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Meet the Illustrators

Sandro Botticelli (1444/45 - 1510)

Sandro Botticelli’s real name was Alessandro di Mariano di Vanni Filipepi.  He was born in Florence in Via Nuova and was the youngest son of Mariano di Vanni Filipepi.  Botticelli worked under the patronage of Lorenzo de’ Medici, and became one of the most famous Italian Renaissance painters.  His most well known works include Primavera andThe Birth of Venus.

Between 1480 and 1495, Botticelli created a series of drawings for the Divine Comedy on sheets of sheep parchment measuring approximately 325 mm in height and 475 mm in width. Botticelli’s large illustrations were drawn on the entire smooth side of the parchment.  The text was written by Nicolò Mangona and was inscribed on the opposite, rough side.  Botticelli's sketches were made using two styluses.  The first had a thin metal point, while the other was made of a soft lead-tin alloy. 

Unfortunately, several of Botticelli’s sketches, including eight illustrations of the Inferno, have been lostOf the 92 sheets known to have survived, the Biblioteca Apostolica Vaticana owns seven of them.  The other 85 parchments can be found at the Kupferstichkabinett in Berlin.

Dinanzi a noi pareva sì verace
quivi intagliato in un atto soave,
che non sembrava imagine che tace. (Purg. X.  37-39)


Gustave Doré (1832 - 1883)

Gustave Doré was born in 1832 in Strasbourg, France and later became a successful artist and illustrator.  In addition to the Divine Comedy, he illustrated countless works of literature including those written by Rabelais, Balzac, Lord Byron, Cervantes, Edgar Allan Poe, and Milton.  His illustrated version of the English Bible was so successful, that a Doré Art Gallery was opened in London to display his most famous works.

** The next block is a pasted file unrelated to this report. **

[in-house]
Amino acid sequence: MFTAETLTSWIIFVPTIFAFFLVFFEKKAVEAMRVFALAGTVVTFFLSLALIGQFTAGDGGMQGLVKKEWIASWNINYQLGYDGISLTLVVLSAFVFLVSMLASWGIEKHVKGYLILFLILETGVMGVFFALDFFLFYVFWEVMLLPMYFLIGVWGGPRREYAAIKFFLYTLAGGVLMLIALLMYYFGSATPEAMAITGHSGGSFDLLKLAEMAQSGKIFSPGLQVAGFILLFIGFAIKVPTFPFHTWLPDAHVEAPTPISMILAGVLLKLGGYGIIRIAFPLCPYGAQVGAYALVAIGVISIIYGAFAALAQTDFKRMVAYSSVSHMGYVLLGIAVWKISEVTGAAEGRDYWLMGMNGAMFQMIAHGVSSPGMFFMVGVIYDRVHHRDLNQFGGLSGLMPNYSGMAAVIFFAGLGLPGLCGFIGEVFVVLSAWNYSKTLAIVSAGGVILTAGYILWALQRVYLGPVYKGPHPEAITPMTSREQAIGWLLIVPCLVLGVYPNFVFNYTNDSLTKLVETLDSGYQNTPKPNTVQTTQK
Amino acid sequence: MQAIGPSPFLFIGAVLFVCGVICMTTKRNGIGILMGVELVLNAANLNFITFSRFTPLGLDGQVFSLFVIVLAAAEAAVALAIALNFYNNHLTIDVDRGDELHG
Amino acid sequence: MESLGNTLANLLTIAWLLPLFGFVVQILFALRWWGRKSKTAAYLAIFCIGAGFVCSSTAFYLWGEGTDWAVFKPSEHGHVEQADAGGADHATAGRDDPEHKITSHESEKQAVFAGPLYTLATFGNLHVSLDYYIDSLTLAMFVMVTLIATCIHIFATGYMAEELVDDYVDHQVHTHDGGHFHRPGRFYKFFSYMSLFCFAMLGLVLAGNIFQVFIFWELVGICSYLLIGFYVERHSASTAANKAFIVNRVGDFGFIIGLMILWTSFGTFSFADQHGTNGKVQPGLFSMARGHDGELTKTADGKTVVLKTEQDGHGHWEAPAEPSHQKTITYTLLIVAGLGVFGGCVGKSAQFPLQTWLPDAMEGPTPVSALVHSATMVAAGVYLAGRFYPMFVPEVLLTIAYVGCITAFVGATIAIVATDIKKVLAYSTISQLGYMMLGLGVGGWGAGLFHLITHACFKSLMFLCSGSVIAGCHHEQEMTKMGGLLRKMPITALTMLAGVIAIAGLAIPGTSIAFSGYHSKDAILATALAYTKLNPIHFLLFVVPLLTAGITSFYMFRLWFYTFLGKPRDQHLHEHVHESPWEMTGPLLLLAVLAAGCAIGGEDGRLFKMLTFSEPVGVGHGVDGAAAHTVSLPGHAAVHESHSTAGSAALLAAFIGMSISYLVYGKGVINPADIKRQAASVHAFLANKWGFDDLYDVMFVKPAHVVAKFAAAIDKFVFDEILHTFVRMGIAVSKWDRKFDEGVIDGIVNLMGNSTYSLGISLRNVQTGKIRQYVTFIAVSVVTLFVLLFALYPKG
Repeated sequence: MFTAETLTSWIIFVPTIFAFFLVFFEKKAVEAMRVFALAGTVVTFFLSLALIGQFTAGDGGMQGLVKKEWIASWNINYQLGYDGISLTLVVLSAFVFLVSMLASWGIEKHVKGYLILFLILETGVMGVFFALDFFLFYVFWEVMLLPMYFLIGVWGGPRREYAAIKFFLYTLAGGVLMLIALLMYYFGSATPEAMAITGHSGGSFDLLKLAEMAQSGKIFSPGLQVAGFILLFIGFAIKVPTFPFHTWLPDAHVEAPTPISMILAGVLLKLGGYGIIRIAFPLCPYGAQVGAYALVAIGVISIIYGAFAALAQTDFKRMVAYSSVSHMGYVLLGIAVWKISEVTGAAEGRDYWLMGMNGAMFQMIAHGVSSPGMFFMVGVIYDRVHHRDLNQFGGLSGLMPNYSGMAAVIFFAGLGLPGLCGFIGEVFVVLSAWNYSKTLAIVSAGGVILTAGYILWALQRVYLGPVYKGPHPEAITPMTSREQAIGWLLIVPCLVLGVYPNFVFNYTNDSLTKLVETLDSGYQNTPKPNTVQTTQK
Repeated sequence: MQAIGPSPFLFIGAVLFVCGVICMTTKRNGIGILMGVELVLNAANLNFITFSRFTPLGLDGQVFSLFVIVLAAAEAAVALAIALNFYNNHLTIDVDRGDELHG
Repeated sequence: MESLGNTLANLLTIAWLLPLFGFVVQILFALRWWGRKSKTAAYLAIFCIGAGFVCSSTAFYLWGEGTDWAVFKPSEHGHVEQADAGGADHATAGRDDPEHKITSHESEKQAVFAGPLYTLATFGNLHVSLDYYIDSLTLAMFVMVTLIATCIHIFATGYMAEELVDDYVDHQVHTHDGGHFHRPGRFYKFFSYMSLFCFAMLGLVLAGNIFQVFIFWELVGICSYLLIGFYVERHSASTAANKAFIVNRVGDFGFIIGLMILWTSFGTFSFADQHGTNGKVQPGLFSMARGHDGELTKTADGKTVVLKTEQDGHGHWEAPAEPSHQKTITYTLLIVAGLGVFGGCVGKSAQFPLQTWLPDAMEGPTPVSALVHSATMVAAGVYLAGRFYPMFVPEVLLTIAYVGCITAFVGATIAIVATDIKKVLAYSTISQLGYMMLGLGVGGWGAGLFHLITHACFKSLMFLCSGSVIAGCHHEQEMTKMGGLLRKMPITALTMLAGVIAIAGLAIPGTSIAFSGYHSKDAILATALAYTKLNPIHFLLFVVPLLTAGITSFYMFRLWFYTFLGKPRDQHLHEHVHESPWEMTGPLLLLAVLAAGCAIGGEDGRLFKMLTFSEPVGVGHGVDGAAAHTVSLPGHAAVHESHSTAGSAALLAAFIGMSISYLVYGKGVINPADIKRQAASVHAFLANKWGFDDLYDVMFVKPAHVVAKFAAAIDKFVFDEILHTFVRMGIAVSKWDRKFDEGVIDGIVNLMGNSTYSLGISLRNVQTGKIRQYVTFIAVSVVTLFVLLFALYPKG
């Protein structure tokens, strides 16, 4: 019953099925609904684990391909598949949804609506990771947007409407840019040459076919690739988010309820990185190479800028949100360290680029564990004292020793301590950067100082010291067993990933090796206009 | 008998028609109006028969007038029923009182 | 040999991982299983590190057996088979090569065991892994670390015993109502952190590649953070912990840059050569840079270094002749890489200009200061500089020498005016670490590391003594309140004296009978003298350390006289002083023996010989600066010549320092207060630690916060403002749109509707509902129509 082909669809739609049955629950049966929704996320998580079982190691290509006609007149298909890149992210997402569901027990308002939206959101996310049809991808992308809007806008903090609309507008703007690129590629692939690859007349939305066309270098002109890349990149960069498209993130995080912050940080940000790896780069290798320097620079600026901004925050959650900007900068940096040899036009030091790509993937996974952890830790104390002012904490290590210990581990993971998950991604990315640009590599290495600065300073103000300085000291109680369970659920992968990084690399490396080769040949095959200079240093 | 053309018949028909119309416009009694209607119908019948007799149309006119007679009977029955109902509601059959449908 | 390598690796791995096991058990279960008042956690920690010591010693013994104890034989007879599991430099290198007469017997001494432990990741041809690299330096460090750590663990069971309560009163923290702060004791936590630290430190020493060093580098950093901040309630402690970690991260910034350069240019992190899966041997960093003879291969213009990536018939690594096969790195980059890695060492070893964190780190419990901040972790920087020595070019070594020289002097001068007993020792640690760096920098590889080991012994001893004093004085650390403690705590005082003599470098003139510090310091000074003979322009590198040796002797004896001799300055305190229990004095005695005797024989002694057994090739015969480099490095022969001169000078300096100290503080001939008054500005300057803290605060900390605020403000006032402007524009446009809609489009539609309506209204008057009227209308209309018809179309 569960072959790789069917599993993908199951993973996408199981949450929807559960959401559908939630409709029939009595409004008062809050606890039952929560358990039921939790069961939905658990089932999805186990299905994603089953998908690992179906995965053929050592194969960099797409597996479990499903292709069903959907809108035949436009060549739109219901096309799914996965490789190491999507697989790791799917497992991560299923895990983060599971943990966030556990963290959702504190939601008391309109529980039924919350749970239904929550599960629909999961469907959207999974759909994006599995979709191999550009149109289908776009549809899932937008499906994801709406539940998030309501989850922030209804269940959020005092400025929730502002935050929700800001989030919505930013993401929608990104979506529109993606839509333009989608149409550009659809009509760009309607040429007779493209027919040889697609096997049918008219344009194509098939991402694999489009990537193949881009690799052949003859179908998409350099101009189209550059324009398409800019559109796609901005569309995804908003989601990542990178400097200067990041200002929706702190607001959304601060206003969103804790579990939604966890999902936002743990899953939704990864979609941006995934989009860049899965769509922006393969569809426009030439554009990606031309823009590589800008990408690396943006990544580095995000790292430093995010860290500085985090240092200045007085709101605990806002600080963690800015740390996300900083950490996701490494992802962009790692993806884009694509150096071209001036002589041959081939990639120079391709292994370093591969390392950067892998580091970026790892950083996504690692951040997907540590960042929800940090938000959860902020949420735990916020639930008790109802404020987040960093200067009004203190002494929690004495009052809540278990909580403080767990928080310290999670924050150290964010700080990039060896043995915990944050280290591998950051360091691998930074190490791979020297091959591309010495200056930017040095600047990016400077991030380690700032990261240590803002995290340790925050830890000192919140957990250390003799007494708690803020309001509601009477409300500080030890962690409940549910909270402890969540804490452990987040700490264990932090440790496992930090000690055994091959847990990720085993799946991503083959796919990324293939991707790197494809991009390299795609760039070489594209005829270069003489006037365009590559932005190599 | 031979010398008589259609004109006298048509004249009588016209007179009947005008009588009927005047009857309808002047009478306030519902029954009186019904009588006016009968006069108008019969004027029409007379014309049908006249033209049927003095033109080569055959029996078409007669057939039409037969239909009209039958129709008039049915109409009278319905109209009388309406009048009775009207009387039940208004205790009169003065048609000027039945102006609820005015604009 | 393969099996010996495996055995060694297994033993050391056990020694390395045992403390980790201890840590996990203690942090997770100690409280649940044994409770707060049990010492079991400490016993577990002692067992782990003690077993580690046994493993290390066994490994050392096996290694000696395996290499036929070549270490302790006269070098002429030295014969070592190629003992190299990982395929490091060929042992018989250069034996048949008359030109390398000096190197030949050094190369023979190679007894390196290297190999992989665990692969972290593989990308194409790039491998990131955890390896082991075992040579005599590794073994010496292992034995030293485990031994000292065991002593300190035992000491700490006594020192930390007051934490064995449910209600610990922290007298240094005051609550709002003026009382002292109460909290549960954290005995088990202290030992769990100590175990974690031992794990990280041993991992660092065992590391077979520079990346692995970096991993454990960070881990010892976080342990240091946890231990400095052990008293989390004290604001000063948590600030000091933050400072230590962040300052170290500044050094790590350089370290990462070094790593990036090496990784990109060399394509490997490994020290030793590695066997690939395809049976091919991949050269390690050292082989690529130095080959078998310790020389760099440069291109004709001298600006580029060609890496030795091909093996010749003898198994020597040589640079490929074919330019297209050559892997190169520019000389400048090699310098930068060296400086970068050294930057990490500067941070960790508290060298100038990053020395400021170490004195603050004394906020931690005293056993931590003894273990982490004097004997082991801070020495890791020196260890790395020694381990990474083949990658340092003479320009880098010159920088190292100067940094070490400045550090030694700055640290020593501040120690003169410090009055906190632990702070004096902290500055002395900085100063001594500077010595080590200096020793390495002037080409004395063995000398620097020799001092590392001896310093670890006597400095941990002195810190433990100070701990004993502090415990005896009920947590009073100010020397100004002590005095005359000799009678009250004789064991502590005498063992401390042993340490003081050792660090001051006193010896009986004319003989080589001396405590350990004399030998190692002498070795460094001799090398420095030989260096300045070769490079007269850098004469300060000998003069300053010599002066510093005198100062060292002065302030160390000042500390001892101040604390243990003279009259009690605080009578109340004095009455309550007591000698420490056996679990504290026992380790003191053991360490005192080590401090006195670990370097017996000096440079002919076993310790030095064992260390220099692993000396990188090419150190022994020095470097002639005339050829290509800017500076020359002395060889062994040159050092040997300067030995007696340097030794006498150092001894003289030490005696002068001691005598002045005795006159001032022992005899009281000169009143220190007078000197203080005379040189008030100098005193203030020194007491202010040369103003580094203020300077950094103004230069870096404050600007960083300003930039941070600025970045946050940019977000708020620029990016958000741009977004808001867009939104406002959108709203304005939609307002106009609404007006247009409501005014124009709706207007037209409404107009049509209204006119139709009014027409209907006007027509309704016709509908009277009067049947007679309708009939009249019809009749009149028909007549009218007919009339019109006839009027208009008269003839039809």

Unlike Botticelli and Flaxman, no one commissioned Gustave Doré to illustrate the Inferno.  Instead, the project was entirely his own idea, and he spent his own money to fund most of it.  He paid for all of the supplies including the wood blocks, the paper, and the printing.  Publishers were skeptical about the project, and warned him that he would probably only sell a few hundred copies of the book.  The publishers were wrong.  In 1861, Doré’s Inferno became a huge commercial success, and the first edition sold out in a number of weeks.  Seven years later, Doré published his illustrated version of the Purgatorio and the Paradiso in a single volume. 




John Flaxman  (1755-1826)

John Flaxman was born in York on July 6, 1755.  The talented English sculptor and illustrator was highly influenced by the neoclassical style.  As a young man, he attended the famous Royal Academy School and won an Academy silver medal. 

In 1793, Flaxman was working on a set of illustrations for the Iliad and the Odyssey, when Thomas Hope asked the artist to create 110 drawings of the Divine Comedy for his private collection.  For several years, Flaxman’s illustrations of the Divine Comedy remained in Hope’s private library.  The first public edition wasn’t published until 1803.    




1.  Bland, Alexander. Gustave Doré. New York: Praeger, 1974.

2.  Irwin, David G. John Flaxman, 1755-1826: Sculptor, Illustrator, Designer. New York : [London]: Rizzoli, 1979.

3.  Jerrold, Blanchard. Life of Gustave Doré. Detroit: Singing Tree Press, 1969.

4.  Schulze Altcappenberg, Hein-Th., Sandro Botticelli, Scuderie Papali al Quirinale, and Royal Academy of Arts (Great Britain). Sandro Botticelli: The Drawings for Dante's Divine Comedy. London: Royal Academy of Arts, 2000.